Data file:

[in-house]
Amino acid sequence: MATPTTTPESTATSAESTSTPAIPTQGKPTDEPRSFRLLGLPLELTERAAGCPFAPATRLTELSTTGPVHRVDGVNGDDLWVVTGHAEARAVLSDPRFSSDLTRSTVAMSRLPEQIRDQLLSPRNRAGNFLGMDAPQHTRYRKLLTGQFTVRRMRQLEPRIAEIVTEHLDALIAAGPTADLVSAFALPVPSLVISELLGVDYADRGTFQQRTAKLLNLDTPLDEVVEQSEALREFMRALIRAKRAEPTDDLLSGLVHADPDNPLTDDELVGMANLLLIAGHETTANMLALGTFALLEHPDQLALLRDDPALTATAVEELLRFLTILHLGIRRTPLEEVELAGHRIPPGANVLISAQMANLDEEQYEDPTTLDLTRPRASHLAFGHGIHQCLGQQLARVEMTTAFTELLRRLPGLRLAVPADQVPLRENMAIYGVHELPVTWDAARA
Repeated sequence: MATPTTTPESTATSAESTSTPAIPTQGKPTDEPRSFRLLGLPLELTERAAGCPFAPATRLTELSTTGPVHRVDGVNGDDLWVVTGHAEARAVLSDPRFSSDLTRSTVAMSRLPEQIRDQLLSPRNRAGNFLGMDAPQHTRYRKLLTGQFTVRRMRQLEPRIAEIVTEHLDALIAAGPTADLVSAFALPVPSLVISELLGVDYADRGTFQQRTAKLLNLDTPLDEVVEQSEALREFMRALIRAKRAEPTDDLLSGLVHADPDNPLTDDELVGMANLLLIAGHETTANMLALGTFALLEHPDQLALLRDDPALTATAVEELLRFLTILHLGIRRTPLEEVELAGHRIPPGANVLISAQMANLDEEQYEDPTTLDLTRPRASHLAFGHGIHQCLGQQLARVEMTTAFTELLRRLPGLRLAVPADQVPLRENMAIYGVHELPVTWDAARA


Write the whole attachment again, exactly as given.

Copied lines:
[in-house]
Amino acid sequence: MATPTTTPESTATSAESTSTPAIPTQGKPTDEPRSFRLLGLPLELTERAAGCPFAPATRLTELSTTGPVHRVDGVNGDDLWVVTGHAEARAVLSDPRFSSDLTRSTVAMSRLPEQIRDQLLSPRNRAGNFLGMDAPQHTRYRKLLTGQFTVRRMRQLEPRIAEIVTEHLDALIAAGPTADLVSAFALPVPSLVISELLGVDYADRGTFQQRTAKLLNLDTPLDEVVEQSEALREFMRALIRAKRAEPTDDLLSGLVHADPDNPLTDDELVGMANLLLIAGHETTANMLALGTFALLEHPDQLALLRDDPALTATAVEELLRFLTILHLGIRRTPLEEVELAGHRIPPGANVLISAQMANLDEEQYEDPTTLDLTRPRASHLAFGHGIHQCLGQQLARVEMTTAFTELLRRLPGLRLAVPADQVPLRENMAIYGVHELPVTWDAARA
Repeated sequence: MATPTTTPESTATSAESTSTPAIPTQGKPTDEPRSFRLLGLPLELTERAAGCPFAPATRLTELSTTGPVHRVDGVNGDDLWVVTGHAEARAVLSDPRFSSDLTRSTVAMSRLPEQIRDQLLSPRNRAGNFLGMDAPQHTRYRKLLTGQFTVRRMRQLEPRIAEIVTEHLDALIAAGPTADLVSAFALPVPSLVISELLGVDYADRGTFQQRTAKLLNLDTPLDEVVEQSEALREFMRALIRAKRAEPTDDLLSGLVHADPDNPLTDDELVGMANLLLIAGHETTANMLALGTFALLEHPDQLALLRDDPALTATAVEELLRFLTILHLGIRRTPLEEVELAGHRIPPGANVLISAQMANLDEEQYEDPTTLDLTRPRASHLAFGHGIHQCLGQQLARVEMTTAFTELLRRLPGLRLAVPADQVPLRENMAIYGVHELPVTWDAARA